Genome-scale metabolic models (GEMs) have been developed and used in guiding systems' metabolic engineering strategies for strain design and development. This strategy has been used in fermentative production of bio-based industrial chemicals and fuels from alternative carbon sources. However, computer-aided hypotheses building using established algorithms and software platforms for biological discovery can be integrated into the pipeline for strain design strategy to create superior strains of microorganisms for targeted biosynthetic goals. Here, I described an integrated workflow strategy using GEMs for strain design and biological discovery. Specific case studies of strain design and biological discovery using Escherichia coli genome-scale model are presented and discussed. The integrated workflow presented herein, when applied carefully would help guide future design strategies for high-performance microbial strains that have existing and forthcoming genome-scale metabolic models.
Systems metabolic engineering and in silico analyses are necessary to study gene knockout candidate for enhanced succinic acid production by Escherichia coli. Metabolically engineered E. coli has been reported to produce succinate from glucose and glycerol. However, investigation on in silico deletion of ptsG/b1101 gene in E. coli from glycerol using minimization of metabolic adjustment algorithm with the OptFlux software platform has not yet been elucidated. Herein we report what is to our knowledge the first direct predicted increase in succinate production following in silico deletion of the ptsG gene in E. coli GEM from glycerol with the OptFlux software platform. The result indicates that the deletion of this gene in E. coli GEM predicts increased succinate production that is 20% higher than the wild-type control model. Hence, the mutant model maintained a growth rate that is 77% of the wild-type parent model. It was established that knocking out of the ptsG/b1101 gene in E. coli using glucose as substrate enhanced succinate production, but the exact mechanism of this effect is still obscure. This study informs other studies that the deletion of ptsG/b1101 gene in E. coli GEM predicted increased succinate production, enabling a model-driven experimental inquiry and/or novel biological discovery on the underground metabolic role of this gene in E. coli central metabolism in relation to increasing succinate production when glycerol is the substrate.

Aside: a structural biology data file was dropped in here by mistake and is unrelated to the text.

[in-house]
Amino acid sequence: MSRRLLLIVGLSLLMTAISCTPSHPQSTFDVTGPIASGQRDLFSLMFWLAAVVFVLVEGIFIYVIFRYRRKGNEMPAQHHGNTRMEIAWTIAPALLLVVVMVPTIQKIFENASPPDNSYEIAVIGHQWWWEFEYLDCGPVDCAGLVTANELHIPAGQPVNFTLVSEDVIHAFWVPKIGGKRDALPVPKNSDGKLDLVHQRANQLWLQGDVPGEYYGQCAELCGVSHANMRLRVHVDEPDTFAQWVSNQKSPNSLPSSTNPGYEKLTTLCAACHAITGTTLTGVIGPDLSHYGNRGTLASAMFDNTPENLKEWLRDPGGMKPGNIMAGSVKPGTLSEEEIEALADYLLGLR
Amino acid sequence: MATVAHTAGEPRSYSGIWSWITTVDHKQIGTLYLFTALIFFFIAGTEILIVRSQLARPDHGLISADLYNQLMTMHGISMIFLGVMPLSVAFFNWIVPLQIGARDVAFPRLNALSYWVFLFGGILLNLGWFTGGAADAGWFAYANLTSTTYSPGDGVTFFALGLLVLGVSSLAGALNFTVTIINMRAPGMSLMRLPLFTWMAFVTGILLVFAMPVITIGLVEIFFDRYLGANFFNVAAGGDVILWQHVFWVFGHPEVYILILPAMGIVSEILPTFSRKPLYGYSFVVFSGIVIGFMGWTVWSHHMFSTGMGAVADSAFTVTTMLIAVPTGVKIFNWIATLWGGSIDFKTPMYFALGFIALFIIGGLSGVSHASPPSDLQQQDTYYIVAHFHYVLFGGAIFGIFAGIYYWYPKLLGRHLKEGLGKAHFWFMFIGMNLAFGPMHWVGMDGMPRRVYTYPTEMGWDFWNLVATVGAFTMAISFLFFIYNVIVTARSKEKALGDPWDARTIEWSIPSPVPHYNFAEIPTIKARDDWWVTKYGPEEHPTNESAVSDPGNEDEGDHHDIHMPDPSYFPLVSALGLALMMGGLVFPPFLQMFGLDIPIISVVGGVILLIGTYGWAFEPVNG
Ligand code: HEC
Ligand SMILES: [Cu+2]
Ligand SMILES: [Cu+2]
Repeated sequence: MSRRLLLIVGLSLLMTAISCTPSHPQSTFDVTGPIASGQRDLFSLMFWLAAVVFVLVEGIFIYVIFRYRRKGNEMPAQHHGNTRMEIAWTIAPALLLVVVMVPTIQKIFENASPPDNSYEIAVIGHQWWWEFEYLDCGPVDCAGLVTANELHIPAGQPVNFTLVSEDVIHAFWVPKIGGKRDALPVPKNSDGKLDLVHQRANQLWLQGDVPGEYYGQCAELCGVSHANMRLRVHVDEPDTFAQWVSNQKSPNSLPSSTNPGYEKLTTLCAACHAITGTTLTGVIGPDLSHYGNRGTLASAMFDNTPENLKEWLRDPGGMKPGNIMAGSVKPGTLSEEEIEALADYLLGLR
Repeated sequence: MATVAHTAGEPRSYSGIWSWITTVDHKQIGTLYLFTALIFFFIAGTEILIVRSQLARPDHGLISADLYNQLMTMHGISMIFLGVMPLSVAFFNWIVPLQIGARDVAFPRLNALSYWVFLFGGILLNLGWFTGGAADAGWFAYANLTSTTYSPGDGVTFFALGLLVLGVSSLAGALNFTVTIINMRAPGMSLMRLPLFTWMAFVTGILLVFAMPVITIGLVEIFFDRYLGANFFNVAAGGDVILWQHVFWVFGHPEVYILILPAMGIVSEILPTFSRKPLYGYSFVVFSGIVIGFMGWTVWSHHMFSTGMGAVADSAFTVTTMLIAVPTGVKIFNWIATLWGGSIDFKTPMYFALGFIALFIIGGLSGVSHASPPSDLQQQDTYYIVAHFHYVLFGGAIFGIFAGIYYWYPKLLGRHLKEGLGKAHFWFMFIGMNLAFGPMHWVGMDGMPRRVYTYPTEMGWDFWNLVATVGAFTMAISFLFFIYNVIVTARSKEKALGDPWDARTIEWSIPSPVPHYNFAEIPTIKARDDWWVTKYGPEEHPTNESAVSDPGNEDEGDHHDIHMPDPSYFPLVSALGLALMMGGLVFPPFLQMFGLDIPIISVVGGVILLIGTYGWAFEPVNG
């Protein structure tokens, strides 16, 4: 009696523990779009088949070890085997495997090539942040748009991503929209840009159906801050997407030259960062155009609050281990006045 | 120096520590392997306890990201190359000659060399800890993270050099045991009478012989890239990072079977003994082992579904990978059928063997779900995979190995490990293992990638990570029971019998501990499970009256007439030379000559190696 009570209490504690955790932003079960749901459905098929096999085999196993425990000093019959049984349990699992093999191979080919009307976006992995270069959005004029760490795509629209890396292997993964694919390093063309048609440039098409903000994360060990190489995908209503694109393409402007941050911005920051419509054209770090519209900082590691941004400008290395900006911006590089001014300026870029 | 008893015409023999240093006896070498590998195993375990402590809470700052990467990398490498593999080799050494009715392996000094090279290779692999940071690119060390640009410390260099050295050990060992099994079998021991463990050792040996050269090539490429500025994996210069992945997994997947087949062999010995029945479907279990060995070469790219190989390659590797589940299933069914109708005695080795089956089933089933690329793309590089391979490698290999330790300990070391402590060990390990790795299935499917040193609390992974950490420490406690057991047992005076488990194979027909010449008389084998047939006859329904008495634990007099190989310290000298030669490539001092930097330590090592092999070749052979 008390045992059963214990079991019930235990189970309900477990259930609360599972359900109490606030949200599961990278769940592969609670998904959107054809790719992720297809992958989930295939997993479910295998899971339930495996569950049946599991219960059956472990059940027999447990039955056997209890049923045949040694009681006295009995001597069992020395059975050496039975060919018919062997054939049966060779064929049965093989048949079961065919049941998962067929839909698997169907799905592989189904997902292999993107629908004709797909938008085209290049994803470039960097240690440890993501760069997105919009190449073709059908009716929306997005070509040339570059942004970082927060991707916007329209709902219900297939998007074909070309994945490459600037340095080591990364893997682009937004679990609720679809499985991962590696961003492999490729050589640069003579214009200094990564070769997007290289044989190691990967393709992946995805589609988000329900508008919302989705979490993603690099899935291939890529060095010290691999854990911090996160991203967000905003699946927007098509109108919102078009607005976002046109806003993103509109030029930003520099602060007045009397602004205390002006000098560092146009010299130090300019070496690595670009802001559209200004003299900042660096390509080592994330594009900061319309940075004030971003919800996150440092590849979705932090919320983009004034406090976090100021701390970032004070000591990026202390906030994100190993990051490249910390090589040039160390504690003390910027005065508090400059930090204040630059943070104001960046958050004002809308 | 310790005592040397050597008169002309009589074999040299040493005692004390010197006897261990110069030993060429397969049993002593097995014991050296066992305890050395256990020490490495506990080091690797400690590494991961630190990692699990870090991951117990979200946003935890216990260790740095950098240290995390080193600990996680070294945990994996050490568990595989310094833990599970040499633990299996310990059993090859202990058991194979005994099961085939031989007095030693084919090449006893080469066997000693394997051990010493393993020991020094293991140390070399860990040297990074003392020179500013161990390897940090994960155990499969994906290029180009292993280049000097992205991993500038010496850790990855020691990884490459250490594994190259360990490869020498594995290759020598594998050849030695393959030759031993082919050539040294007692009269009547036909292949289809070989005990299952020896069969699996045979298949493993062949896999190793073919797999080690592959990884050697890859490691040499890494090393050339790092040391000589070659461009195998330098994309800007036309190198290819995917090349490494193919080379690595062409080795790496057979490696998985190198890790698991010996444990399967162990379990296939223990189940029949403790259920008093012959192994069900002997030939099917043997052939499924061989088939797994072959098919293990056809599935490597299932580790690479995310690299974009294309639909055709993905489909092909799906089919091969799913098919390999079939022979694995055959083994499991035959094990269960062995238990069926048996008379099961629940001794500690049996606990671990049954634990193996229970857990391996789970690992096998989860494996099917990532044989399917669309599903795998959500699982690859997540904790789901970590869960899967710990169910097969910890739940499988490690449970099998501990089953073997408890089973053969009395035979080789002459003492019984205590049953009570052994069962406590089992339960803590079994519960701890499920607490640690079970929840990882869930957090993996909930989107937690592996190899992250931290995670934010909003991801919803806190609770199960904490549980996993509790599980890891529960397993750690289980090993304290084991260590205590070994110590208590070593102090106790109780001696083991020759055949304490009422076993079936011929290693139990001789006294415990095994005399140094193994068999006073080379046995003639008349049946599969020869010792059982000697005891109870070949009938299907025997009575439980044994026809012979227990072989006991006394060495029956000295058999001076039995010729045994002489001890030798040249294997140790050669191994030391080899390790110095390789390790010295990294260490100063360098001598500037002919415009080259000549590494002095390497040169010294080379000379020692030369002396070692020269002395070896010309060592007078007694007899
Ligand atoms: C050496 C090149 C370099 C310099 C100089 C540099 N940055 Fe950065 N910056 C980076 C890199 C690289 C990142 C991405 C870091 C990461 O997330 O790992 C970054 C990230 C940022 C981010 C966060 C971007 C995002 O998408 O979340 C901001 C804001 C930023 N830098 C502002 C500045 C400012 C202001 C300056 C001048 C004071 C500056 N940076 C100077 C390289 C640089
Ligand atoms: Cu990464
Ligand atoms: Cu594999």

Succinic acid is an important platform chemical with a variety of applications. Model-guided metabolic engineering strategies in Escherichia coli for strain improvement to increase succinic acid production using glucose and glycerol remain largely unexplored. Herein, we report what are, to our knowledge, the first metabolic knockout of the atpE gene to have increased succinic acid production using both glucose and alternative glycerol carbon sources in E. coli. Guided by a genome-scale metabolic model, we engineered the E. coli host to enhance anaerobic production of succinic acid by deleting the atpE gene, thereby generating additional reducing equivalents by blocking H(+) conduction across the mutant cell membrane. This strategy produced 1.58 and .49 g l(-1) of succinic acid from glycerol and glucose substrate, respectively. This work further elucidates a model-guided and/or system-based metabolic engineering, involving only a single-gene deletion strategy for enhanced succinic acid production in E. coli.
Succinic acid is an important platform chemical that has broad applications and is been listed as one of the top twelve bio-based chemicals produced from biomass by the US Department of Energy. The metabolic role of Escherichia coli formate dehydrogenase-O (fdoH) under anaerobic conditions in relation to succinic acid production remained largely unspecified. Herein we report, what are to our knowledge, the first metabolic fdoH gene knockout that have enhanced succinate production using glucose and glycerol substrates in E. coli. Using the most recent E. coli reconstruction iJO1366, we engineered its host metabolism to enhance the anaerobic succinate production by deleting the fdoH gene, which blocked H(+) conduction across the mutant cell membrane for the enhanced succinate production. The engineered mutant strain BMS4 showed succinate production of 2.05 g l(-1) (41.2-fold in 7 days) from glycerol and .39 g l(-1) (6.2-fold in 1 day) from glucose. This work revealed that a single deletion of the fdoH gene is sufficient to increase succinate production in E. coli from both glucose and glycerol substrates.